Typically, grout cleaning requires a stripper, a baseboard cleaner, a degreaser, and mild acidic detergents. All chemicals used should be tested first in an inconspicuous area using a handheld scrub brush. Most chemicals will need dwell time; actual scrubbing should begin about 10 to 15 minutes after the chemical has been applied.

Familiarize yourself with the Material Safety Data Sheets (MSDS) for all products used as well as their specific safety requirements. Wear protective gear, including gloves and goggles, at all times.

Equipment selection is an important piece of the grout-cleaning puzzle. Machines available range from 175-rpm floor buffers and vapor machines to rotary and cylindrical floor machines. Square footage, foot traffic and floor covering type all play a role in machine selection; a thorough knowledge of your facility's needs and requirements is key making the correct choice.

Grout maintenance is also very labor-intensive and costly in both supplies and time. It demands that technicians have a thorough understanding of floor types and the chemicals and materials required. Keep informed of advances in floor care technology to perform your job more efficiently, improve productivity and customer satisfaction, and reduce costs.

Did you enjoy this article? Click here to subscribe to i Cleaning Specialist Magazine.

You must login or register in order to post a comment.

Multimedia

Videos

Image Galleries

The 2014 Experience Conference and Exhibition

A look in photos at the 2014 Experience Conference and Exhibition, which was held from April 24-26 at the Embassy Suites Convention Center and Spa in Frisco, Texas.

Podcasts

Have a limited marketing budget but realize the importance of neighborhood marketing? Try doorknob hangers, a low-cost, yet highly effective way to drum up more business. In this episode, John Braun discusses the value of this tactic as well as what you should include on the materials you're hanging.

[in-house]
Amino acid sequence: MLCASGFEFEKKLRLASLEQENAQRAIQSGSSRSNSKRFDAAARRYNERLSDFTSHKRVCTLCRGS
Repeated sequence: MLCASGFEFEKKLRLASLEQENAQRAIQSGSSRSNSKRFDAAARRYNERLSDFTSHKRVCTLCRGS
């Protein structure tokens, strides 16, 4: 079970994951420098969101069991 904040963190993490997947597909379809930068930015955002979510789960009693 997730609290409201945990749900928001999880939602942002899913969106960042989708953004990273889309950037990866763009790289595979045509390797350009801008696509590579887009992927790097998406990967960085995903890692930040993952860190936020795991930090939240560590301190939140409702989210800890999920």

More Podcasts

ICS Cleaning Specialist Magazine

CoverImage

2014 September

The September issue of ICS features stories on moisture detection, disinfectant services, neighborhood marketing, then we discuss the last level of being phenomenal, and cool products.

Table Of Contents Subscribe

Social Media

Social media is a good way to regularly keep in touch and interact with current clients and reach potential ones. What social mediums do you use in your cleaning/restoration business?
View Results Poll Archive

THE ICS STORE

Get Paid! book cover
Get Paid! (ebook)
Over 30 authors – over 40 articles…from attorneys, contractors, consultants, instructors and others, both inside and outside the restoration industry. R & R, C & R and Cleanfax, opened their archives and gave us the best they had, other chapters were created just for the “Get Paid!” book and its readers. And every one of them has ideas for how to get paid what you are owed.

More Products

ICS DIRECTORY AND BUYING GUIDE

Director_Buyer.jpgThe premier resource and reference guide for the cleaning and restoration industries.

Click here to view

TRUCKMOUNT EQUIPMENT AND ACCESSORIES GUIDE

Truckmount.jpgEquipment listings and specifications from the leading industry manufacturers.

Click here to view

STAY CONNECTED

facebook_40.png twitter_40px.png youtube_40px.pngcrc logo